Liverpool manager Jurgen Klopp admits it may be difficult for Virgil Van Dijk to forget what happened to him on his last visit to Goodison Park for a Merseyside derby.
Just over 13 months ago, the Holland captain lasted just 11 minutes before an unpunished reckless challenge by Everton goalkeeper Jordan Pickford ruptured the anterior cruciate ligament in his right knee and prematurely ended his season in mid-October.
The Dutchman returned to full fitness in time to start this season, and while he may not be back to his imperious best, Klopp does not feel that form is too far away.
But as the centre-back prepares to re-enter the white-hot atmosphere of a derby on enemy territory again, Klopp accepts it is only natural for the player to have some flashbacks.
"We are human beings, so it is probably difficult to forget and ignore something like that of course, but the situation was a situation that can always happen in football," said the Liverpool manager.
"It is a situation which should not happen in football. It doesn't happen very often; I can't remember since then it happening in one game.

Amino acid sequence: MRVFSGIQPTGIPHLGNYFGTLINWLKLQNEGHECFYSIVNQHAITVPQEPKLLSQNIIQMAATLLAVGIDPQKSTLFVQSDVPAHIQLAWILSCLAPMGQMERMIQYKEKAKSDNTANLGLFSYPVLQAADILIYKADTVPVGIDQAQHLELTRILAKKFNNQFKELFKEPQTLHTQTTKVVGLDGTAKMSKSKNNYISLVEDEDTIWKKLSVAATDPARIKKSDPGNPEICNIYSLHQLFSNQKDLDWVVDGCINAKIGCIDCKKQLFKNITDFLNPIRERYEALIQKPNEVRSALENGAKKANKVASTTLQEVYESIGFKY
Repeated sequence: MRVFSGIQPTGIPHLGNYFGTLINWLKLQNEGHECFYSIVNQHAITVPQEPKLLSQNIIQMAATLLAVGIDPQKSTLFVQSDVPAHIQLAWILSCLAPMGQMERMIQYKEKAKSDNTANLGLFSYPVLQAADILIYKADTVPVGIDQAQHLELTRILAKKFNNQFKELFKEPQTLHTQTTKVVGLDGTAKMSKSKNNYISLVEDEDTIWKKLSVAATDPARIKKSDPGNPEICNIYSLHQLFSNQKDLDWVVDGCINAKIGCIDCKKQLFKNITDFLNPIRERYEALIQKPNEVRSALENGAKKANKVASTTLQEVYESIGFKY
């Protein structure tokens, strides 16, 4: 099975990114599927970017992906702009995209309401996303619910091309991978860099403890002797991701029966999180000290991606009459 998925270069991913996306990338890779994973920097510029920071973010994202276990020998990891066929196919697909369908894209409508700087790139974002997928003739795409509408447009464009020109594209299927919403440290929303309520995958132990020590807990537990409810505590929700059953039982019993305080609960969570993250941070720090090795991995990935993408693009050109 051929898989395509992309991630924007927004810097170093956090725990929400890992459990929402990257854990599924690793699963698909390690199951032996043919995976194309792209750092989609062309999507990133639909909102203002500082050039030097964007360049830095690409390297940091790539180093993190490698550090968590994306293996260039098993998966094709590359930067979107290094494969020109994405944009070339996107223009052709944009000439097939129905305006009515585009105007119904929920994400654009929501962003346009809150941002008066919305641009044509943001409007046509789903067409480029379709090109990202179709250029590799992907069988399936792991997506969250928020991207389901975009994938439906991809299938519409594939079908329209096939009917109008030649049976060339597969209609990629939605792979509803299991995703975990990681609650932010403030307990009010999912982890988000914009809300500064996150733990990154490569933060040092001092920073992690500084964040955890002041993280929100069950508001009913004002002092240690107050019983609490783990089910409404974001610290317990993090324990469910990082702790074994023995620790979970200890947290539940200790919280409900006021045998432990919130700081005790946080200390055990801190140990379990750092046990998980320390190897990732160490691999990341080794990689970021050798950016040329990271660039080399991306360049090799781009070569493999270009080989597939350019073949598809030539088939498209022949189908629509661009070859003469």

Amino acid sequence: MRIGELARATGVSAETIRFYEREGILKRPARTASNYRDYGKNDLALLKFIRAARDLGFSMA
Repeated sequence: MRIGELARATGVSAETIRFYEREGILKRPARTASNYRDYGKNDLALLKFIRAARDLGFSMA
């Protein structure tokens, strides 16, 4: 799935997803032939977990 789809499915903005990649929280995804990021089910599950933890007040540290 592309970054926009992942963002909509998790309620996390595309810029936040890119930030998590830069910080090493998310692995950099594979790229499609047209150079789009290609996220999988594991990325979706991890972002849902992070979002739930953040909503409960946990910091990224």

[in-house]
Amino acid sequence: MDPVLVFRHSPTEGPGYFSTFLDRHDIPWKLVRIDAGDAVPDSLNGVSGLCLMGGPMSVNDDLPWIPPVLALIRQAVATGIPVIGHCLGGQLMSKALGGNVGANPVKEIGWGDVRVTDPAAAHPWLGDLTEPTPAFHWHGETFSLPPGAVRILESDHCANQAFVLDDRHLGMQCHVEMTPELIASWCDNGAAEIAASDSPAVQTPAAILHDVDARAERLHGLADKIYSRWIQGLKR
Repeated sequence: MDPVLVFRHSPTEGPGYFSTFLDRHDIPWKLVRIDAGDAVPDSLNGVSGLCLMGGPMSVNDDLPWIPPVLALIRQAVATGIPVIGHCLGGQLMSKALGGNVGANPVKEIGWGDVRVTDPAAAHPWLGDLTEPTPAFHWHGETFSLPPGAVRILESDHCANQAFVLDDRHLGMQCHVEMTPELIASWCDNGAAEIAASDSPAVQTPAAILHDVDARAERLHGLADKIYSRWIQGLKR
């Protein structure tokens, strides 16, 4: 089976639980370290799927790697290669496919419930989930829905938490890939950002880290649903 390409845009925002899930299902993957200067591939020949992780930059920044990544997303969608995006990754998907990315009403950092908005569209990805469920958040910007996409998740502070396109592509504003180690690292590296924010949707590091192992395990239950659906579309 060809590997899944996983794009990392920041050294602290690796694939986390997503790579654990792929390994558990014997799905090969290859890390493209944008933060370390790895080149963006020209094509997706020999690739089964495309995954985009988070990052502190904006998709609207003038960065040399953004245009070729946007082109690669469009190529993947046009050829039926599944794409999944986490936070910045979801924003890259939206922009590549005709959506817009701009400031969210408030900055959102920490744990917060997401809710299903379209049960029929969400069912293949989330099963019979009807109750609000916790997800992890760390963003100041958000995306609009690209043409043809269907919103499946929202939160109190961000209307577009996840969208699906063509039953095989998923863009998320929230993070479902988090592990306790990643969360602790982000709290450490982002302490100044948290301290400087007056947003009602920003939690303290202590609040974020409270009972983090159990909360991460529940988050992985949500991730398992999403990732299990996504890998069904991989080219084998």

"It is unlucky when a player gets injured like that. It should have been dealt with differently, but that's not important anymore.
"But Virgil is very experienced, and he has now these kinds of situations constantly since he was back where he has always dealt with all these kinds of things, where he has to be completely free of all things, he could have in his mind because of one issue in the past.
"So yeah, it might be more different because it is the same place, but apart from that, it is just a football game."
The focus is all on the other side of Stanley Park, where former Liverpool boss Rafael Benitez heads into his first derby as Everton manager on the back of seven matches without a win.
Klopp, however, is keen to portray the game as just another fixture.
"There are special things around derbies, but first and foremost, it is a football game," he added.
"We know what our supporters want, and we try to fulfil their dreams and wishes.
"Derby games are more in focus, but from our point, it is a football game which we have to approach like a normal one.
"There are three points at stake, and we will try to get them. It is nothing to do with the special situation of their coach.
"The other thing (on unhappy fans) is nothing new in football.
"I watched the Brentford v Everton game but switched off at the final whistle, so not exactly sure what happened, but these things happen when you don't exactly have the right results."